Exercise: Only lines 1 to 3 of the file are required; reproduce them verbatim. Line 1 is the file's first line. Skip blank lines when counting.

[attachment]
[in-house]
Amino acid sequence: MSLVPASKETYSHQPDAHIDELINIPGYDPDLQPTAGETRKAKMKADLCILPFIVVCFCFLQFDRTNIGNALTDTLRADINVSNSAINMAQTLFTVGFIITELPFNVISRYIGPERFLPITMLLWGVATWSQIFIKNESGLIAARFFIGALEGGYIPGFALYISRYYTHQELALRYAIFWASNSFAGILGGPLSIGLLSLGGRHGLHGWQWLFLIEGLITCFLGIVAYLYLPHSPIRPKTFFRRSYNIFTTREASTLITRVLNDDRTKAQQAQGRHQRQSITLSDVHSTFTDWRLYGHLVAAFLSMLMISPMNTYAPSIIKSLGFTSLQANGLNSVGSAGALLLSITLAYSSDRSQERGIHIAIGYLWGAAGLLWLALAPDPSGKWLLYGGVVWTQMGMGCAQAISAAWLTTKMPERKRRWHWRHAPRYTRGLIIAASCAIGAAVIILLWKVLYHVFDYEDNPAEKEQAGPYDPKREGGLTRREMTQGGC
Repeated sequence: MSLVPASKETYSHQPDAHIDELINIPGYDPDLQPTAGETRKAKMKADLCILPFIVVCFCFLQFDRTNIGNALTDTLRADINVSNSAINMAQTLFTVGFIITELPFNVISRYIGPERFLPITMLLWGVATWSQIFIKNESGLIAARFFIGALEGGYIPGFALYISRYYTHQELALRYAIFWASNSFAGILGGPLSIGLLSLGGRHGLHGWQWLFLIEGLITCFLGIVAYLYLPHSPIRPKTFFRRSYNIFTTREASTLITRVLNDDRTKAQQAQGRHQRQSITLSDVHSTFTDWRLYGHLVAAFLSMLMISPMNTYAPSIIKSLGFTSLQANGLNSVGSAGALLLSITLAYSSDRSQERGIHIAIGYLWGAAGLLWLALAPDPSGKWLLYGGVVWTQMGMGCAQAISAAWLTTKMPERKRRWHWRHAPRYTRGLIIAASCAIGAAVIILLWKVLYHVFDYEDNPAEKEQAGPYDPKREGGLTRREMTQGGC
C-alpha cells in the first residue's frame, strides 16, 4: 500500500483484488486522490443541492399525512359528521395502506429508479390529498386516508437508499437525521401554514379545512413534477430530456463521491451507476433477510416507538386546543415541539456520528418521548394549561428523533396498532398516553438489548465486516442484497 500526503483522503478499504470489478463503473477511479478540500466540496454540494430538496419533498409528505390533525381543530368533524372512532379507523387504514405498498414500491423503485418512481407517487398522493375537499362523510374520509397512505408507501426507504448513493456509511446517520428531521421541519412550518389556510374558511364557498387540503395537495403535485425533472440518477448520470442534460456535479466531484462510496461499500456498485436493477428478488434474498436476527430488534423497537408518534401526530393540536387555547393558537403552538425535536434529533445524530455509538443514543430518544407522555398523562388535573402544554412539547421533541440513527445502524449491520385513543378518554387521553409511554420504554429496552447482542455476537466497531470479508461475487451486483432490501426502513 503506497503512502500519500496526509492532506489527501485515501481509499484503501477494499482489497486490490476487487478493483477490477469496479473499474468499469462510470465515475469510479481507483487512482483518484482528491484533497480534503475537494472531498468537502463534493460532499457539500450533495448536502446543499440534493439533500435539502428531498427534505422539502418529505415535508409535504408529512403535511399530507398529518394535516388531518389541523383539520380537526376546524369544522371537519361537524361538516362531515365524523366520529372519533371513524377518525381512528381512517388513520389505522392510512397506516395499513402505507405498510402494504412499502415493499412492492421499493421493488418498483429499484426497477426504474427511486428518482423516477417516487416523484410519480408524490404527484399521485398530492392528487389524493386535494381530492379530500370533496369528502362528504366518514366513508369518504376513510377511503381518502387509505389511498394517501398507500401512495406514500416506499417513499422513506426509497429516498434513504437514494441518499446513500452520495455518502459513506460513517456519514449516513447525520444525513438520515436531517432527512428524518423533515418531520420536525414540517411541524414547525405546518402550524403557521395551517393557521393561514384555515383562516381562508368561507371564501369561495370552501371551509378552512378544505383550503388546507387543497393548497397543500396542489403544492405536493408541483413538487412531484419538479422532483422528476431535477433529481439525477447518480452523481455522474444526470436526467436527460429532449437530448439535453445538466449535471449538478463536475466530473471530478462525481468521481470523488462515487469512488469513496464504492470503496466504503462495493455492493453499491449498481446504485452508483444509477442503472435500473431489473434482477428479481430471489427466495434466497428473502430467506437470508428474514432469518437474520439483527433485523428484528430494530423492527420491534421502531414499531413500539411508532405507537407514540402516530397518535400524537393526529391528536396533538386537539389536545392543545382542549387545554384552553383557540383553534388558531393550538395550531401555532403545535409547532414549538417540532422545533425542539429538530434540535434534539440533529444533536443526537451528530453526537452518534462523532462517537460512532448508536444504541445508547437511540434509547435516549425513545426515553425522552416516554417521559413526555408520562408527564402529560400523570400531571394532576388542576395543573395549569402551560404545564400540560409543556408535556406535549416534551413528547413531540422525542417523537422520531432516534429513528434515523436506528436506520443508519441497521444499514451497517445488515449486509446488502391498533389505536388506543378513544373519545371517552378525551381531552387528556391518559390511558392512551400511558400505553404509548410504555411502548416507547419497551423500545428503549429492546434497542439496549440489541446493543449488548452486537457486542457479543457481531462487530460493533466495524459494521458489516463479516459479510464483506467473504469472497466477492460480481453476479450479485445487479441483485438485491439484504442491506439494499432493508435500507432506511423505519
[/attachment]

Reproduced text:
[in-house]
Amino acid sequence: MSLVPASKETYSHQPDAHIDELINIPGYDPDLQPTAGETRKAKMKADLCILPFIVVCFCFLQFDRTNIGNALTDTLRADINVSNSAINMAQTLFTVGFIITELPFNVISRYIGPERFLPITMLLWGVATWSQIFIKNESGLIAARFFIGALEGGYIPGFALYISRYYTHQELALRYAIFWASNSFAGILGGPLSIGLLSLGGRHGLHGWQWLFLIEGLITCFLGIVAYLYLPHSPIRPKTFFRRSYNIFTTREASTLITRVLNDDRTKAQQAQGRHQRQSITLSDVHSTFTDWRLYGHLVAAFLSMLMISPMNTYAPSIIKSLGFTSLQANGLNSVGSAGALLLSITLAYSSDRSQERGIHIAIGYLWGAAGLLWLALAPDPSGKWLLYGGVVWTQMGMGCAQAISAAWLTTKMPERKRRWHWRHAPRYTRGLIIAASCAIGAAVIILLWKVLYHVFDYEDNPAEKEQAGPYDPKREGGLTRREMTQGGC
Repeated sequence: MSLVPASKETYSHQPDAHIDELINIPGYDPDLQPTAGETRKAKMKADLCILPFIVVCFCFLQFDRTNIGNALTDTLRADINVSNSAINMAQTLFTVGFIITELPFNVISRYIGPERFLPITMLLWGVATWSQIFIKNESGLIAARFFIGALEGGYIPGFALYISRYYTHQELALRYAIFWASNSFAGILGGPLSIGLLSLGGRHGLHGWQWLFLIEGLITCFLGIVAYLYLPHSPIRPKTFFRRSYNIFTTREASTLITRVLNDDRTKAQQAQGRHQRQSITLSDVHSTFTDWRLYGHLVAAFLSMLMISPMNTYAPSIIKSLGFTSLQANGLNSVGSAGALLLSITLAYSSDRSQERGIHIAIGYLWGAAGLLWLALAPDPSGKWLLYGGVVWTQMGMGCAQAISAAWLTTKMPERKRRWHWRHAPRYTRGLIIAASCAIGAAVIILLWKVLYHVFDYEDNPAEKEQAGPYDPKREGGLTRREMTQGGC